OUR JOURNEY WITH A HEALTH RESEARCH EXCHANGE
Smile Digital Health CTO, James Agnew, was very excited about jointly presenting with HSSC CEO, Mr. Kenneth Deans, in what promised to be yet another demonstration of the breadth and depth of FHIR, as part of the HL7 FHIR Roundtable in New Orleans (Dec 5, 2017).
Health Sciences South Carolina (“HSSC”) was established in 2004 as the first statewide health data and research collaborative in the United States. Today, HSSC enables multi-institutional health research through its Clinical Data Warehouse and associated governance and research tools. Included in the HSSC network are over 6,300 beds, 519,216 in-patient admissions, and 4,681,306 outpatient visits in 2016. The member healthcare institutions are listed on the side followed by university partners.
HSSC and the Smile team developed a FHIR-based Clinical Data Repository infrastructure which spans several facilities. In this architecture, each facility is able to have a dedicated repository of clinical data which is populated in real-time based on feeds from various hospital EHR systems. Hospital data is normalized into FHIR Patient, Encounter, Condition, Observation, and other resources. The data infrastructure is then combined with an EMPI to provide standardized research data reporting, and to enable SMART on FHIR apps with a longitudinal view of data across institutions. This presentation won several awards including Presentation of the Day and Best In Show.
The challenge faced by HSSC is multilayered. Firstly, these clinical systems are integrated using point-to-point connections. Secondly, the research data is being stored in standalone databases as if they exist in their own islands. Finally, to make matters more complicated, the two ecosystems do not communicate with one another in a real-time manner.
The growing availability of health data in various large systems such as Electronic Medical Records (EMRs), Pharmacy systems, and Laboratory systems gives researchers a range of opportunities in improved understanding of every aspect of human health and disease, and an evidence base that can help guide health-related decisions made by care providers and their patients.
For researchers working within the HSSC community to achieve their objectives, they perform computerized searches of such patient medical information for a better understanding of disease patterns, treatment efficacy, and the contribution of genetic and other factors in health. In order to maximize the utility of health information stored in clinical systems, there needs to be a real-time link between research systems and clinical systems.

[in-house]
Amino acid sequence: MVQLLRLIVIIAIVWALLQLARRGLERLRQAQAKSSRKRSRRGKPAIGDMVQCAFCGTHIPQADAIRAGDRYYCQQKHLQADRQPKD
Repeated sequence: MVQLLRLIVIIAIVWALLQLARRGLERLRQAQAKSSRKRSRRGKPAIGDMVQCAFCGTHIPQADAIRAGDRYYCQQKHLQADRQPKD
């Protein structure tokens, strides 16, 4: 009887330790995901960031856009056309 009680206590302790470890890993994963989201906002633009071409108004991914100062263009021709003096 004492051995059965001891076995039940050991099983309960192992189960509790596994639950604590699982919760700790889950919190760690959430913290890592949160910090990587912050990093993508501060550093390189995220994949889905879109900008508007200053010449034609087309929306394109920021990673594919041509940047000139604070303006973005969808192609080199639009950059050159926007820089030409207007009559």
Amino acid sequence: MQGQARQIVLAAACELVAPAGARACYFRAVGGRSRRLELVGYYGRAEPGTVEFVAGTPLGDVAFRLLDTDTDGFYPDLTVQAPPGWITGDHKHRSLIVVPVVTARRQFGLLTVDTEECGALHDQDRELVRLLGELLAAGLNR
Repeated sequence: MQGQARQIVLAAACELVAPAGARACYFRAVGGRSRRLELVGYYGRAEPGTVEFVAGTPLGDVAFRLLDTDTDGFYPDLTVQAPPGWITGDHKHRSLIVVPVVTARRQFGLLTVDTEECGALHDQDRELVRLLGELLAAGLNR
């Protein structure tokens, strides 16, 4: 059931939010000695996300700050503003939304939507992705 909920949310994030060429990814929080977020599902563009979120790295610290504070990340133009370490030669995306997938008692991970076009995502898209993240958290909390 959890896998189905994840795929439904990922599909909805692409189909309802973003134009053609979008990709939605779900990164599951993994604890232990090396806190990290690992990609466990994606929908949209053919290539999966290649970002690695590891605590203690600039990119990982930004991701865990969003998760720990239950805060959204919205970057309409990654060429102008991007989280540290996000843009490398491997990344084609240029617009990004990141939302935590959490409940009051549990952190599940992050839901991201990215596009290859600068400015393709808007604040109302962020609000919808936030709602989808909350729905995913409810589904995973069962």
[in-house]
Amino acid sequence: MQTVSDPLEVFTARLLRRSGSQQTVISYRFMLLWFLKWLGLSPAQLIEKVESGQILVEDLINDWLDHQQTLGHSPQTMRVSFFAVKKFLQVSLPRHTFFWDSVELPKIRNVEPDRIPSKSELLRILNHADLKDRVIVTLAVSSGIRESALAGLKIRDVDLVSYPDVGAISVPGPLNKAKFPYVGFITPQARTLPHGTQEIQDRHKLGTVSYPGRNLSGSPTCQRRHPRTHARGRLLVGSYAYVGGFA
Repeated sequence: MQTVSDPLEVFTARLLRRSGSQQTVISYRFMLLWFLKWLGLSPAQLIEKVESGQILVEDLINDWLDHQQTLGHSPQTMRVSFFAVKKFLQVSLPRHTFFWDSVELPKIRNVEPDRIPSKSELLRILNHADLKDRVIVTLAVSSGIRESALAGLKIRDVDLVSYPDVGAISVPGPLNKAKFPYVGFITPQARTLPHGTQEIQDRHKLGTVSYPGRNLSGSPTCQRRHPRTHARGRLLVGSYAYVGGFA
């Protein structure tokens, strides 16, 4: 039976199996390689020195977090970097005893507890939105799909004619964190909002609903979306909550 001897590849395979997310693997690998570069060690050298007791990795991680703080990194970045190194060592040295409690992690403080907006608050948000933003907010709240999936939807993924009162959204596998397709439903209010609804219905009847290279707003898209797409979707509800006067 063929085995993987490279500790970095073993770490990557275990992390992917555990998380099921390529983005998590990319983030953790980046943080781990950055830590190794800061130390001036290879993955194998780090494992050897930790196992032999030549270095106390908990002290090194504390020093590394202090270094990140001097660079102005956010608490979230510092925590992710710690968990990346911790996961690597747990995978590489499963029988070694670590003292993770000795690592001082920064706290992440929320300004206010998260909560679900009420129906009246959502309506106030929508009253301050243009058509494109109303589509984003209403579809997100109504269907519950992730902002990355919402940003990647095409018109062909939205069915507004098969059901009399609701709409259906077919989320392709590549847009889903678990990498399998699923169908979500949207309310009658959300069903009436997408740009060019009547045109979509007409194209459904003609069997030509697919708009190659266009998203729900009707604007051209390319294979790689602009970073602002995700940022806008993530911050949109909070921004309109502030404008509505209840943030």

Therefore, for researchers to make use of clinical data, they must request to receive snapshots of data at any given time and then work with these data for the purpose of their research. Even though this approach may be sufficient for some research endeavours, having real time access to a longitudinal and normalized data set has many advantages. In order to gain a better understanding of patterns it is important for researchers to monitor these encounters of their subjects with the healthcare system over time, regardless of where they were treated. In such a manner, the completeness of data patterns is addressed by placing the patient at the center of the information.
The use of a centralized repository where data from various clinical sources can be aggregated and normalized in real-time and made available for sharing among various research databases.
Such an approach increased the research collaboration by allowing for the ability to maintain data in multiple clinical data models which in
turn helps in expanding basic knowledge and improving patient care.
In order to have a scalable research data platform, there is a need for the clinical data to be available to researchers though an architecture that would provide a real-time link between clinical data and the research databases while reducing the maintenance cost over time.
By using Smile as an integral part of the proposed architecture, we were able to significantly increase the interoperability and availability of healthcare data to research communities and most importantly we were able to deliver this objective without favoring a particular EHR technology or a vendor. All specific technical platform requirements were deeply rooted in existing standards such as FHIR and were designed in a way to give HSSC full access to their data without any vendor lock-in. Therefore, the final system is highly flexible to allow for inputting, outputting, and migration of data at any given time.